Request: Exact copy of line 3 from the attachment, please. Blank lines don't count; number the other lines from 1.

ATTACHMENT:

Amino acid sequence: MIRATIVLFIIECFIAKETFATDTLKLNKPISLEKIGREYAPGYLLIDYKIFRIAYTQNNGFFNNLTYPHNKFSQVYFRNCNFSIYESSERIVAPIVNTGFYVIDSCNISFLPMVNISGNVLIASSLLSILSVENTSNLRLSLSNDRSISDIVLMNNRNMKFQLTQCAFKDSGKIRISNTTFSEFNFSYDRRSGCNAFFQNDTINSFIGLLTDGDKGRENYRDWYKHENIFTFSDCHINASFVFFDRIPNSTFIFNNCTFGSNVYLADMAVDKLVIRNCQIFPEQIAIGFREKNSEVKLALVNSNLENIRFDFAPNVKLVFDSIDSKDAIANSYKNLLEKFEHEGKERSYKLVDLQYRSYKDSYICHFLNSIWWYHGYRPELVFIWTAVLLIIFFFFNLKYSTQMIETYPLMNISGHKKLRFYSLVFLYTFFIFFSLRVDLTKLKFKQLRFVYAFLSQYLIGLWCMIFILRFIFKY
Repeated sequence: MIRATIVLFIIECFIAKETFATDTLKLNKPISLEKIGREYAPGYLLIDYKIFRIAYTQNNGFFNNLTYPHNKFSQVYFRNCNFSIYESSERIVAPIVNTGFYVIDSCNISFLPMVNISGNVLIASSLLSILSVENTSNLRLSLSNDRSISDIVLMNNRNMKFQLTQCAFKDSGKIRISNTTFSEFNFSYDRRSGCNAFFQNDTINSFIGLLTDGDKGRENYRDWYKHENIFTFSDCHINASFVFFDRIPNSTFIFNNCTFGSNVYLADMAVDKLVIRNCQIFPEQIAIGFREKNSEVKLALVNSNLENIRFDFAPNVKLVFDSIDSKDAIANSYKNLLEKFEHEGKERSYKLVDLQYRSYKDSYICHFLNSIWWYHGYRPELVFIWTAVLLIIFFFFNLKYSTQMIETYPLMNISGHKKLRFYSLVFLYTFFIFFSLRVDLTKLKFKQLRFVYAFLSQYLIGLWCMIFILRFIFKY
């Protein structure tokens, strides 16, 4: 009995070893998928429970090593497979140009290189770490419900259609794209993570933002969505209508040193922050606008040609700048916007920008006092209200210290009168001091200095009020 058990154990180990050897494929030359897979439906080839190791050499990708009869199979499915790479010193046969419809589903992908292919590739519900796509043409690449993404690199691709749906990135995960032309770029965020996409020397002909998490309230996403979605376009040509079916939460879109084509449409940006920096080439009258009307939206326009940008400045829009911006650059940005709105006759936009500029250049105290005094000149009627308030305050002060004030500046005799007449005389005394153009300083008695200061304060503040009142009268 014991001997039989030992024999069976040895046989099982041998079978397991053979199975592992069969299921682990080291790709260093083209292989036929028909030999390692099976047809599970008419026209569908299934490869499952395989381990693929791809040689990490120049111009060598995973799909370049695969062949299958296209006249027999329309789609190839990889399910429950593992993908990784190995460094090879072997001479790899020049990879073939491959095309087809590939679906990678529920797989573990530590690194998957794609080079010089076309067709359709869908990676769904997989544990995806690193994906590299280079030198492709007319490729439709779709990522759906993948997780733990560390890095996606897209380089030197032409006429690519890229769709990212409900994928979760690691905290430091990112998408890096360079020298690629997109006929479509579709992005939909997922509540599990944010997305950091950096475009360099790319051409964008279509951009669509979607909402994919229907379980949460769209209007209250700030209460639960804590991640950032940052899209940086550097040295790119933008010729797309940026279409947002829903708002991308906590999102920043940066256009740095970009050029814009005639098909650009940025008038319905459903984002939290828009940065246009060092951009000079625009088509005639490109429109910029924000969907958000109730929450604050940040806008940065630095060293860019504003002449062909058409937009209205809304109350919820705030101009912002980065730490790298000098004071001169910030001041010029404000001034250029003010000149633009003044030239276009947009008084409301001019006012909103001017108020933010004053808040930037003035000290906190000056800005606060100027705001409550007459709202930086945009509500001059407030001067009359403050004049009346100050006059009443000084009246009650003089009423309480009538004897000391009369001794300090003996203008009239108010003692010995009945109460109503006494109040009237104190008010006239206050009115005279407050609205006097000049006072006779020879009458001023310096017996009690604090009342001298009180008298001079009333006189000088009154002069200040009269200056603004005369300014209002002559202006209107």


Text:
């Protein structure tokens, strides 16, 4: 009995070893998928429970090593497979140009290189770490419900259609794209993570933002969505209508040193922050606008040609700048916007920008006092209200210290009168001091200095009020 058990154990180990050897494929030359897979439906080839190791050499990708009869199979499915790479010193046969419809589903992908292919590739519900796509043409690449993404690199691709749906990135995960032309770029965020996409020397002909998490309230996403979605376009040509079916939460879109084509449409940006920096080439009258009307939206326009940008400045829009911006650059940005709105006759936009500029250049105290005094000149009627308030305050002060004030500046005799007449005389005394153009300083008695200061304060503040009142009268 014991001997039989030992024999069976040895046989099982041998079978397991053979199975592992069969299921682990080291790709260093083209292989036929028909030999390692099976047809599970008419026209569908299934490869499952395989381990693929791809040689990490120049111009060598995973799909370049695969062949299958296209006249027999329309789609190839990889399910429950593992993908990784190995460094090879072997001479790899020049990879073939491959095309087809590939679906990678529920797989573990530590690194998957794609080079010089076309067709359709869908990676769904997989544990995806690193994906590299280079030198492709007319490729439709779709990522759906993948997780733990560390890095996606897209380089030197032409006429690519890229769709990212409900994928979760690691905290430091990112998408890096360079020298690629997109006929479509579709992005939909997922509540599990944010997305950091950096475009360099790319051409964008279509951009669509979607909402994919229907379980949460769209209007209250700030209460639960804590991640950032940052899209940086550097040295790119933008010729797309940026279409947002829903708002991308906590999102920043940066256009740095970009050029814009005639098909650009940025008038319905459903984002939290828009940065246009060092951009000079625009088509005639490109429109910029924000969907958000109730929450604050940040806008940065630095060293860019504003002449062909058409937009209205809304109350919820705030101009912002980065730490790298000098004071001169910030001041010029404000001034250029003010000149633009003044030239276009947009008084409301001019006012909103001017108020933010004053808040930037003035000290906190000056800005606060100027705001409550007459709202930086945009509500001059407030001067009359403050004049009346100050006059009443000084009246009650003089009423309480009538004897000391009369001794300090003996203008009239108010003692010995009945109460109503006494109040009237104190008010006239206050009115005279407050609205006097000049006072006779020879009458001023310096017996009690604090009342001298009180008298001079009333006189000088009154002069200040009269200056603004005369300014209002002559202006209107």